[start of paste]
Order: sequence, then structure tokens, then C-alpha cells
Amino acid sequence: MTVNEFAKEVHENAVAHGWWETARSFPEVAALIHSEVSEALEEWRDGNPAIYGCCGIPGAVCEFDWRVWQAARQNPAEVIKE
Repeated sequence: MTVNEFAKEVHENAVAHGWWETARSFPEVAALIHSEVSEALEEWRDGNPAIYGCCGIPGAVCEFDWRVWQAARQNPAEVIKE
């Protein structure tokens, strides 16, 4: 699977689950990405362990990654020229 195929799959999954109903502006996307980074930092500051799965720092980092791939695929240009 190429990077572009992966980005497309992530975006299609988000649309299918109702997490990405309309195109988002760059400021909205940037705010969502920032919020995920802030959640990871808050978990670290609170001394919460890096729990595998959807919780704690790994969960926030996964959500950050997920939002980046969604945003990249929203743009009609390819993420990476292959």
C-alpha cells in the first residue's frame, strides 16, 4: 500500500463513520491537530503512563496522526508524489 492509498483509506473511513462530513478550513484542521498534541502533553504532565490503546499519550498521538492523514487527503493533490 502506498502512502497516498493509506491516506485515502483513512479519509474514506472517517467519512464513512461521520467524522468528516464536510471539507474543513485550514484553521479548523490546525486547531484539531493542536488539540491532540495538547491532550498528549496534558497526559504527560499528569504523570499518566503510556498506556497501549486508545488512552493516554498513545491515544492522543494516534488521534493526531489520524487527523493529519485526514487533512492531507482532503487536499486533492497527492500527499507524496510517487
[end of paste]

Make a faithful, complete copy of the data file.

Order: sequence, then structure tokens, then C-alpha cells
Amino acid sequence: MTVNEFAKEVHENAVAHGWWETARSFPEVAALIHSEVSEALEEWRDGNPAIYGCCGIPGAVCEFDWRVWQAARQNPAEVIKE
Repeated sequence: MTVNEFAKEVHENAVAHGWWETARSFPEVAALIHSEVSEALEEWRDGNPAIYGCCGIPGAVCEFDWRVWQAARQNPAEVIKE
């Protein structure tokens, strides 16, 4: 699977689950990405362990990654020229 195929799959999954109903502006996307980074930092500051799965720092980092791939695929240009 190429990077572009992966980005497309992530975006299609988000649309299918109702997490990405309309195109988002760059400021909205940037705010969502920032919020995920802030959640990871808050978990670290609170001394919460890096729990595998959807919780704690790994969960926030996964959500950050997920939002980046969604945003990249929203743009009609390819993420990476292959």
C-alpha cells in the first residue's frame, strides 16, 4: 500500500463513520491537530503512563496522526508524489 492509498483509506473511513462530513478550513484542521498534541502533553504532565490503546499519550498521538492523514487527503493533490 502506498502512502497516498493509506491516506485515502483513512479519509474514506472517517467519512464513512461521520467524522468528516464536510471539507474543513485550514484553521479548523490546525486547531484539531493542536488539540491532540495538547491532550498528549496534558497526559504527560499528569504523570499518566503510556498506556497501549486508545488512552493516554498513545491515544492522543494516534488521534493526531489520524487527523493529519485526514487533512492531507482532503487536499486533492497527492500527499507524496510517487